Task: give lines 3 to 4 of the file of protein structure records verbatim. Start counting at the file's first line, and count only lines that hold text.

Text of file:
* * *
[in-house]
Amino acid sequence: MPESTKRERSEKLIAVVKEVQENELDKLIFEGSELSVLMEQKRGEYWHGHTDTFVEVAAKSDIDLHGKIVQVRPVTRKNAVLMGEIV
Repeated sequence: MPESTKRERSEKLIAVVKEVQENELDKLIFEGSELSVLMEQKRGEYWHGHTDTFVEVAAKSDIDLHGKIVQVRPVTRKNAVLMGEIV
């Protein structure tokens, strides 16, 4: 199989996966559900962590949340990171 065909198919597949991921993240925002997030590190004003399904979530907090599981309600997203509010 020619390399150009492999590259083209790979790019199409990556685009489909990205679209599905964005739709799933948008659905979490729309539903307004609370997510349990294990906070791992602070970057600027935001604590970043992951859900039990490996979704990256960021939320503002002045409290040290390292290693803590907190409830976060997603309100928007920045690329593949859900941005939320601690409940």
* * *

Repeated sequence: MPESTKRERSEKLIAVVKEVQENELDKLIFEGSELSVLMEQKRGEYWHGHTDTFVEVAAKSDIDLHGKIVQVRPVTRKNAVLMGEIV
């Protein structure tokens, strides 16, 4: 199989996966559900962590949340990171 065909198919597949991921993240925002997030590190004003399904979530907090599981309600997203509010 020619390399150009492999590259083209790979790019199409990556685009489909990205679209599905964005739709799933948008659905979490729309539903307004609370997510349990294990906070791992602070970057600027935001604590970043992951859900039990490996979704990256960021939320503002002045409290040290390292290693803590907190409830976060997603309100928007920045690329593949859900941005939320601690409940």